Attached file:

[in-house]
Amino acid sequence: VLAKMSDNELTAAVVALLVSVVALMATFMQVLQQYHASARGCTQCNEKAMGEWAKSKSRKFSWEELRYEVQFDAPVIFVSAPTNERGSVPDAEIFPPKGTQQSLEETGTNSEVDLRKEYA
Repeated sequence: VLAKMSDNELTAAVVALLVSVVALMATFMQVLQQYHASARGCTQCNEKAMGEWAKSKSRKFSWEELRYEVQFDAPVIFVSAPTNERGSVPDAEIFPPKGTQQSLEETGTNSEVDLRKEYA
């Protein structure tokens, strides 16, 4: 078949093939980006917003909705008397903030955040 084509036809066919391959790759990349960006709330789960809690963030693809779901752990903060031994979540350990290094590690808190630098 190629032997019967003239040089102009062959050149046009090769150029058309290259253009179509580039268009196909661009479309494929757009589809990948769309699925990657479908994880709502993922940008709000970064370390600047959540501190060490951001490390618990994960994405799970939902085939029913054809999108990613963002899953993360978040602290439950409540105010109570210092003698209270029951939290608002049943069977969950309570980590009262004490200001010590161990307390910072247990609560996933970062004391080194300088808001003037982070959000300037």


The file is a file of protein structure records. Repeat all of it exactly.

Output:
[in-house]
Amino acid sequence: VLAKMSDNELTAAVVALLVSVVALMATFMQVLQQYHASARGCTQCNEKAMGEWAKSKSRKFSWEELRYEVQFDAPVIFVSAPTNERGSVPDAEIFPPKGTQQSLEETGTNSEVDLRKEYA
Repeated sequence: VLAKMSDNELTAAVVALLVSVVALMATFMQVLQQYHASARGCTQCNEKAMGEWAKSKSRKFSWEELRYEVQFDAPVIFVSAPTNERGSVPDAEIFPPKGTQQSLEETGTNSEVDLRKEYA
């Protein structure tokens, strides 16, 4: 078949093939980006917003909705008397903030955040 084509036809066919391959790759990349960006709330789960809690963030693809779901752990903060031994979540350990290094590690808190630098 190629032997019967003239040089102009062959050149046009090769150029058309290259253009179509580039268009196909661009479309494929757009589809990948769309699925990657479908994880709502993922940008709000970064370390600047959540501190060490951001490390618990994960994405799970939902085939029913054809999108990613963002899953993360978040602290439950409540105010109570210092003698209270029951939290608002049943069977969950309570980590009262004490200001010590161990307390910072247990609560996933970062004391080194300088808001003037982070959000300037």